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From Middle English governen, governe, from Anglo-Norman and Old French governer, guverner, from Latin gubernō, gubernāre, from Ancient Greek κυβερνάω (kubernáō, I steer, drive, govern)



govern (third-person singular simple present governs, present participle governing, simple past and past participle governed)

  1. (transitive) To make and administer the public policy and affairs of; to exercise sovereign authority in.
  2. (transitive) To control the actions or behavior of; to keep under control; to restrain.
    Govern yourselves like civilized people.
    Find the strength, courage, and discipline to govern yourself or be governed by someone else. ― Justin Deschamps
    A student who could not govern his impulses.
  3. (transitive) To exercise a deciding or determining influence on.
    Chance usually governs the outcome of the game.
  4. (transitive) To control the speed, flow etc. of; to regulate.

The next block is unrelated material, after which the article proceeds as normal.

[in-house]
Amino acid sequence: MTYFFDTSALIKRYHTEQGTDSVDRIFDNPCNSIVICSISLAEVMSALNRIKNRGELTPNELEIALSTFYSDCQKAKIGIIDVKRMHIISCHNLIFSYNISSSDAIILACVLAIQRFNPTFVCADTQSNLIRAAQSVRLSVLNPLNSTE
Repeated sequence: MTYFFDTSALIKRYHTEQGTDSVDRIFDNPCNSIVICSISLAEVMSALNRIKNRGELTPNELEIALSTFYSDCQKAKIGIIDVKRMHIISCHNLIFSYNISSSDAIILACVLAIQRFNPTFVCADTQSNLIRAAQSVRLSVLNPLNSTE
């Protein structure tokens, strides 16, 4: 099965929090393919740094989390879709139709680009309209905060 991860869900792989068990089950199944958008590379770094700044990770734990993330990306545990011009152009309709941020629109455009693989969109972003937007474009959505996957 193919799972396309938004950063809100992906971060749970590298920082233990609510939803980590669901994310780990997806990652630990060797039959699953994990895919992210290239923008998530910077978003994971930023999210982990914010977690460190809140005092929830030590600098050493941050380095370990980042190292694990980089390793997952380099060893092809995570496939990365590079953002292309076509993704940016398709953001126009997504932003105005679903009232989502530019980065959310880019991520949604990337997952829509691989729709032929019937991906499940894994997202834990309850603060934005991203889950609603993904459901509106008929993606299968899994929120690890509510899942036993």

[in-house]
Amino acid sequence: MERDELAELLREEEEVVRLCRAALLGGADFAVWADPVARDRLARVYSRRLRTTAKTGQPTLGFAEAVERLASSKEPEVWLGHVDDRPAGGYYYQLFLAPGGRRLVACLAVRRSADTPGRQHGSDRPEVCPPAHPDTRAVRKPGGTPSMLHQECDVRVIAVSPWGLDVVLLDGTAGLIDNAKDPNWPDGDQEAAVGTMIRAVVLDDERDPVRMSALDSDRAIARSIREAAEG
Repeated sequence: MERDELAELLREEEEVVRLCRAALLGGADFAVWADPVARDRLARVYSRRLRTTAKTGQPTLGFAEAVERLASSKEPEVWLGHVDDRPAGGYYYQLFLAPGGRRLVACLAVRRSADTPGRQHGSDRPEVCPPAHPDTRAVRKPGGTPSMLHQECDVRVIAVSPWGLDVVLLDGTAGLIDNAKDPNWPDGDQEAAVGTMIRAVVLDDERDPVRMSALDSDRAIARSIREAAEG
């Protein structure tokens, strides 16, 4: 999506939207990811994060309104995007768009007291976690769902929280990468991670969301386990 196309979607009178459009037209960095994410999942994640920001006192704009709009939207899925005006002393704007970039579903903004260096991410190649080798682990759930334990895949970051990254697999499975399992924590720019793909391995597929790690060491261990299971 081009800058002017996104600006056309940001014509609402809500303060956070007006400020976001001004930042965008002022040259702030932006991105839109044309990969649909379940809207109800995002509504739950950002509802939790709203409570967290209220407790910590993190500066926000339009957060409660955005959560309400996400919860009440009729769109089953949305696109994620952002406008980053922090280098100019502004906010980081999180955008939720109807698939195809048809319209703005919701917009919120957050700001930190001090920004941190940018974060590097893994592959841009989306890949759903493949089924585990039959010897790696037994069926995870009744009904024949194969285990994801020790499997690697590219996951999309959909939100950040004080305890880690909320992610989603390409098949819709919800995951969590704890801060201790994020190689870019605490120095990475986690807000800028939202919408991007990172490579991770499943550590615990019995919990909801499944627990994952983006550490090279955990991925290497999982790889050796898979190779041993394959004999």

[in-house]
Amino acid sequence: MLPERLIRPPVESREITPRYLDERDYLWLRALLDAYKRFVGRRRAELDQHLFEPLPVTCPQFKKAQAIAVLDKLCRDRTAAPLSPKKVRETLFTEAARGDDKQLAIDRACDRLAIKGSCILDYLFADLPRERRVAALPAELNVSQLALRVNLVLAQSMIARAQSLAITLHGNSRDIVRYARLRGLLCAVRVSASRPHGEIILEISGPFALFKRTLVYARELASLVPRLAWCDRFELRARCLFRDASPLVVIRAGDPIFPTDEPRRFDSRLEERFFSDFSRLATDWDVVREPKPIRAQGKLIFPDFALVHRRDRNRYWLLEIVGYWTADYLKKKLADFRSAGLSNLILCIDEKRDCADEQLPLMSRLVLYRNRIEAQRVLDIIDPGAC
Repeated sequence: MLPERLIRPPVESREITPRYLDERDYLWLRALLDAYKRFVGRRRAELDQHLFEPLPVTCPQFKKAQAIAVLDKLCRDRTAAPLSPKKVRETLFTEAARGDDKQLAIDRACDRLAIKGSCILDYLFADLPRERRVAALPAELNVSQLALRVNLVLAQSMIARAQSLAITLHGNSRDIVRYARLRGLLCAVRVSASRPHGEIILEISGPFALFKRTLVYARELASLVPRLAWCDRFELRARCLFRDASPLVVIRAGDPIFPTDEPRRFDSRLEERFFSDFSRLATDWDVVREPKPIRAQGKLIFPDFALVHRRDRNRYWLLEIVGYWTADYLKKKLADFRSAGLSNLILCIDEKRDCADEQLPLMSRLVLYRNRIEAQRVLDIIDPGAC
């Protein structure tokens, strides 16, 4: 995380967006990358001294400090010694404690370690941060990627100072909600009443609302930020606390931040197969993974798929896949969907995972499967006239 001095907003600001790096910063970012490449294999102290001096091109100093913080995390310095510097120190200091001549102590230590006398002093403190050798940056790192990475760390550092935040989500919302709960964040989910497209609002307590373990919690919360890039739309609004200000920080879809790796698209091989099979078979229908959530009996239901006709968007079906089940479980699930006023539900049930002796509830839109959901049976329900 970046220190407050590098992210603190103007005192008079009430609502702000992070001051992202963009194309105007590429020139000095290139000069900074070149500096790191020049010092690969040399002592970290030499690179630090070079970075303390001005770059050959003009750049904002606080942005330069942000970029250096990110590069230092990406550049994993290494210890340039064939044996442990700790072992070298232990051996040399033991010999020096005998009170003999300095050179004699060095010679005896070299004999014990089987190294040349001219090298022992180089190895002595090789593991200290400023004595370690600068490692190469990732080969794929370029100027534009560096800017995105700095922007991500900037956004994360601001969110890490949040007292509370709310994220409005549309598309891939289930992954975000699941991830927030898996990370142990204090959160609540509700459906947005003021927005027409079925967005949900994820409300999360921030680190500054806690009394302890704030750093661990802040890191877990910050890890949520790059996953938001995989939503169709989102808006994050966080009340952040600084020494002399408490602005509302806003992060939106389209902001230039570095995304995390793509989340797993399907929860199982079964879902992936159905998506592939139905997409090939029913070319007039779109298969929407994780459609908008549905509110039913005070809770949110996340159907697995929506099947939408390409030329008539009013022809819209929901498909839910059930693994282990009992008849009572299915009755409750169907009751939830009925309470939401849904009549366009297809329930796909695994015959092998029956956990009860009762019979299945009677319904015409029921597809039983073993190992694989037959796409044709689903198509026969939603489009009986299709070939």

A valve that governs fuel intake.
  5. (intransitive) To exercise political authority; to run a government.
  6. (intransitive) To have or exercise a determining influence.
  7. (transitive, grammar) To require that a certain preposition, grammatical case, etc. be used with a word; sometimes used synonymously with collocate.

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The translations below need to be checked and inserted above into the appropriate translation tables, removing any numbers. Numbers do not necessarily match those in definitions. See instructions at Wiktionary:Entry layout#Translations.



From the verb governar, or possibly from Late Latin gubernus or gubernius[1], from Latin gubernum or gubernō.



govern m (plural governs)

  1. government

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